(1886 – 1989)
Born in Morristown, New Jersey in 1886, Margery Ryerson received her Bachelor of Fine Arts degree in English from Vassar College in 1909. She continued her studies as a pupil of Charles Hawthorne at the Cape School of Art in Provincetown MA and with Robert Henri at the Art Students League in New York.
Noted for her portraits of children, Ryerson also excelled as an oil painter. For a twenty-year period (c.1920-40) Miss Ryerson taught art in New York settlement houses in exchange for the privilege of painting and drawing the children in their care. It was during this period that the artist created what many scholars regard as her greatest achievement, a series of paintings and fine prints depicting children of the underclass and immigrants with such respect and sensitivity that they found universal appeal and demand. The United Nations Children’s Fund has used her images on greeting cards and stamps. Associated American Artists NYC published a series of her etchings and lithographs. Many regard her images of children at play, in performance, and in repose, as some of the most beautiful ever created. Her etchings and lithographs were included in exhibitions worldwide, including the Paris Salon, 1921, and at the Art Institute of Chicago, 1922.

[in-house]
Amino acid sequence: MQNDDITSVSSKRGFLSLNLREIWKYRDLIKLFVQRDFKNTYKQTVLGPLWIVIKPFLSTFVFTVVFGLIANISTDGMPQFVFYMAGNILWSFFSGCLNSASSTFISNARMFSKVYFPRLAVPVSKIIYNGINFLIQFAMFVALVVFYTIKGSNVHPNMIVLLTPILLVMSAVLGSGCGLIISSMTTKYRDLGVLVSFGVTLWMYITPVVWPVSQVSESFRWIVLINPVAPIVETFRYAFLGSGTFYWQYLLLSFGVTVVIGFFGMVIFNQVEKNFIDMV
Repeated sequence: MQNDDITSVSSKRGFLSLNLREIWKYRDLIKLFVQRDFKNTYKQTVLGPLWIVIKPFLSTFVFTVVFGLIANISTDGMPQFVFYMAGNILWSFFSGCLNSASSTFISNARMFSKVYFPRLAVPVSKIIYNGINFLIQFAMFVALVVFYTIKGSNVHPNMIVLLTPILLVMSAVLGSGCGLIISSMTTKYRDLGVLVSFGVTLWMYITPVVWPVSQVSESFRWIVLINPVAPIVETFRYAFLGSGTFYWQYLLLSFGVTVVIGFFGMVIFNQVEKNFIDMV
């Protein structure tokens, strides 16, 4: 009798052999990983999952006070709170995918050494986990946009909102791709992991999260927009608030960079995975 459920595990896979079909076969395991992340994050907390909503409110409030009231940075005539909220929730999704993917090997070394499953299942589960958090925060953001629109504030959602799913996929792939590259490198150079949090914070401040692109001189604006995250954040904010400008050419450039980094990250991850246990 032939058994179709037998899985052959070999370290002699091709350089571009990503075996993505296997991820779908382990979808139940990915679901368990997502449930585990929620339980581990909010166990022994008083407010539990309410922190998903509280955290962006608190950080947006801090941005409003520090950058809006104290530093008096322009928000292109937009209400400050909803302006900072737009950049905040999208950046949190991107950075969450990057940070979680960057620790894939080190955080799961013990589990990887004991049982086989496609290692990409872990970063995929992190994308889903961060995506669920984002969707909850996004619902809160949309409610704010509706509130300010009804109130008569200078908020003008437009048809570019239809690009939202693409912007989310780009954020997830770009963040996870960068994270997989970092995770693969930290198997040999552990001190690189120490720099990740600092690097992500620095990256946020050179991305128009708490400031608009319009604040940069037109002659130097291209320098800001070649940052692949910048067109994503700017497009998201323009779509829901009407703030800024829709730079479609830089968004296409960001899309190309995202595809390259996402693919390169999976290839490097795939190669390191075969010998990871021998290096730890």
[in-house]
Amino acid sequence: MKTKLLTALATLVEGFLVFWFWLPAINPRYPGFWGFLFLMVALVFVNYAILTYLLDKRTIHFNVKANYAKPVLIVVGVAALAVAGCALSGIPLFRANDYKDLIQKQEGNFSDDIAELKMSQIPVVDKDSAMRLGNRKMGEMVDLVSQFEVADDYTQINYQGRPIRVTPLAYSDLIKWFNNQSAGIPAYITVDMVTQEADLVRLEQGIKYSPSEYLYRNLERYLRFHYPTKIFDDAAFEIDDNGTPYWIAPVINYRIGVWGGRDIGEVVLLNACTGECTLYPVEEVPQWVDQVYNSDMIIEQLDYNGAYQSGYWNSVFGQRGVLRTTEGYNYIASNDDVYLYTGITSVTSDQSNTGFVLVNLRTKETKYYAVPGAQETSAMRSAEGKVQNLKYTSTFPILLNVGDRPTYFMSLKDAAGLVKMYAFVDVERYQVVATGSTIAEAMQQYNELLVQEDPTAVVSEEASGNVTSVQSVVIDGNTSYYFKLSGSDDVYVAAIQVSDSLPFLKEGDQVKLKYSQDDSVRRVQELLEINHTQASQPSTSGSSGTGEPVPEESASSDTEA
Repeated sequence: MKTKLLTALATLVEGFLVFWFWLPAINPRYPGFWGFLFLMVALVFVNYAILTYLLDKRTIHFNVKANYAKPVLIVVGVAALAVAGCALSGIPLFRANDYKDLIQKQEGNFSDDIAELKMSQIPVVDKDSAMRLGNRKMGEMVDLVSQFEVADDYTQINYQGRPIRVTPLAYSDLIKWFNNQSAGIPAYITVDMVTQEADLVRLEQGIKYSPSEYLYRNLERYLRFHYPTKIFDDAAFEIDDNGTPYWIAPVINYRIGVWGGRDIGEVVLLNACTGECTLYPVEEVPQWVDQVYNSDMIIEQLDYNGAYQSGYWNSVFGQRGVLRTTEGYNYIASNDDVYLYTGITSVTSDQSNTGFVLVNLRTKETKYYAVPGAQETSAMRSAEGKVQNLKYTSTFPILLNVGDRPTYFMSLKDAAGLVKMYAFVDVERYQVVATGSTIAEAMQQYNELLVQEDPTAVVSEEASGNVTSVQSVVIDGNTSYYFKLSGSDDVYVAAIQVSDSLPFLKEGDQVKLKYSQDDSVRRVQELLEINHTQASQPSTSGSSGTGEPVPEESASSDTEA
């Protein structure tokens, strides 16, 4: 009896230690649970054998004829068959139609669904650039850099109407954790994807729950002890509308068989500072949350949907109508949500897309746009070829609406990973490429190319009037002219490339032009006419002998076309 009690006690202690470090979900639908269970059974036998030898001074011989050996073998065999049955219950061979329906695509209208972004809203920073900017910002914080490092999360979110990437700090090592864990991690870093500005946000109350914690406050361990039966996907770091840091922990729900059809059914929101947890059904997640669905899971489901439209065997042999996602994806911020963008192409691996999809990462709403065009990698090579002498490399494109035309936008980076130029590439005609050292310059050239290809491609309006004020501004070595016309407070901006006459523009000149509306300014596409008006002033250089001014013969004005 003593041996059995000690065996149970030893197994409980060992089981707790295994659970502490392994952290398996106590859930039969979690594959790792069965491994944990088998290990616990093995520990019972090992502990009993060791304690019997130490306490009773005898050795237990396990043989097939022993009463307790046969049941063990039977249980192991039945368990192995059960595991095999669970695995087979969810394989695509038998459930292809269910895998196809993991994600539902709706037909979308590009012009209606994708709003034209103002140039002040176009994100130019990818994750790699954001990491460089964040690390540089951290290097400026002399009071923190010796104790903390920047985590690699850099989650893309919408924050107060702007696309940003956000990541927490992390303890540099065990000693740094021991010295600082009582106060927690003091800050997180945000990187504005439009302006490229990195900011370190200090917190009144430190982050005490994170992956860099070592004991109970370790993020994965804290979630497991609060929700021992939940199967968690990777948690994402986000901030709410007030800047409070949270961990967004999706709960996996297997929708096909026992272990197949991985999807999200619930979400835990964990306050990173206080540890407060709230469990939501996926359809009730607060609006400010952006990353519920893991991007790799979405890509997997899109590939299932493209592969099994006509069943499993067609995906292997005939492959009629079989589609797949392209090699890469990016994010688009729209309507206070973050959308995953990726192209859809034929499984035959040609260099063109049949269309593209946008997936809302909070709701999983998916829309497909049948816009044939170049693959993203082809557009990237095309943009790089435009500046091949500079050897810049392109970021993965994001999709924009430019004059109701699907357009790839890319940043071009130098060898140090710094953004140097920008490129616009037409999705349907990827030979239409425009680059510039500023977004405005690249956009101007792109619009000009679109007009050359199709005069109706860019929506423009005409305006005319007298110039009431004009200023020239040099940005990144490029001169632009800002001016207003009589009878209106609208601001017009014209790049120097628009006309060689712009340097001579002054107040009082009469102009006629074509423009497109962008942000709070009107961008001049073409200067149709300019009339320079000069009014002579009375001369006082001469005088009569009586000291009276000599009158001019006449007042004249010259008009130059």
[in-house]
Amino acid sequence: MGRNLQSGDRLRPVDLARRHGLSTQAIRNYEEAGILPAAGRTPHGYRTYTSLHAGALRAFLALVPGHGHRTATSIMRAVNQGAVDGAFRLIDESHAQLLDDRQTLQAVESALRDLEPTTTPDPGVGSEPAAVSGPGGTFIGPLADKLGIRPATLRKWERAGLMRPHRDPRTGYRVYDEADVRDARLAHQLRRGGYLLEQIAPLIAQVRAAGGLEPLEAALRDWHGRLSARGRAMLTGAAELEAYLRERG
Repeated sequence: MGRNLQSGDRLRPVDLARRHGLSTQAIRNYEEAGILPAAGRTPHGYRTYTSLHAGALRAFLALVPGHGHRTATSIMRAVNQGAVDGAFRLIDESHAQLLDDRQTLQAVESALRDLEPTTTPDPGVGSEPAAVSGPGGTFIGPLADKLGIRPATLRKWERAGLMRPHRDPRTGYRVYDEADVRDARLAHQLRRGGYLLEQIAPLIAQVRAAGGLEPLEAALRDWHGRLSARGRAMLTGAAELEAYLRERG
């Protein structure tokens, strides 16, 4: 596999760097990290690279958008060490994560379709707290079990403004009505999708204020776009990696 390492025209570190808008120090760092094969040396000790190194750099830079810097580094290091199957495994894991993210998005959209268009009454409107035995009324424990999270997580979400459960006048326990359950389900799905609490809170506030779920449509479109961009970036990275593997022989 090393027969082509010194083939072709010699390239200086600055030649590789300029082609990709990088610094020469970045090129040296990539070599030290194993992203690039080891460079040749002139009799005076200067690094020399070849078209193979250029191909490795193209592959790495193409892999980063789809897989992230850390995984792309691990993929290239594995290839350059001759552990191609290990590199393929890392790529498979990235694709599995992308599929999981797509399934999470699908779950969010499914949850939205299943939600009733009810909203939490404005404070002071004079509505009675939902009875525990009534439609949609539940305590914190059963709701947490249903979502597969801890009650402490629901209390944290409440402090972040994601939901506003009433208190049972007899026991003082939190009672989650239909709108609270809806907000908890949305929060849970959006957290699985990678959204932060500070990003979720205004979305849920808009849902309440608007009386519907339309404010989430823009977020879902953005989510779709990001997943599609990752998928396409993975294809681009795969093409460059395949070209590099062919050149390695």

During her lifetime she was represented by Chapellier, Macbeth and Grand Central Art Galleries in New York. She also was a member of the National Academy of Design.
In 1923 her book on the teachings of Henri, The Art Spirit, was published by Lippincott Company of Philadelphia and has been in continuous publication since. In 1984 she was included in an exhibit at the Newark Museum entitled The Eight and Their Influence and in 1990 her work was presented along with Henri’s in a show entitled Henri and Ryerson, the Art Spirit at the Grand Central Art Galleries.
In 2008 a selection of the artist’s work was shown at the Provincetown Artists’ Association and Museum (PAAM), which coincided with a major show stressing Charles Hawthorne (1872-1930) and his teaching methods. The influential book “Charles Hawthorne on Painting” is still in print and was largely compiled from Miss Ryerson’s class notes.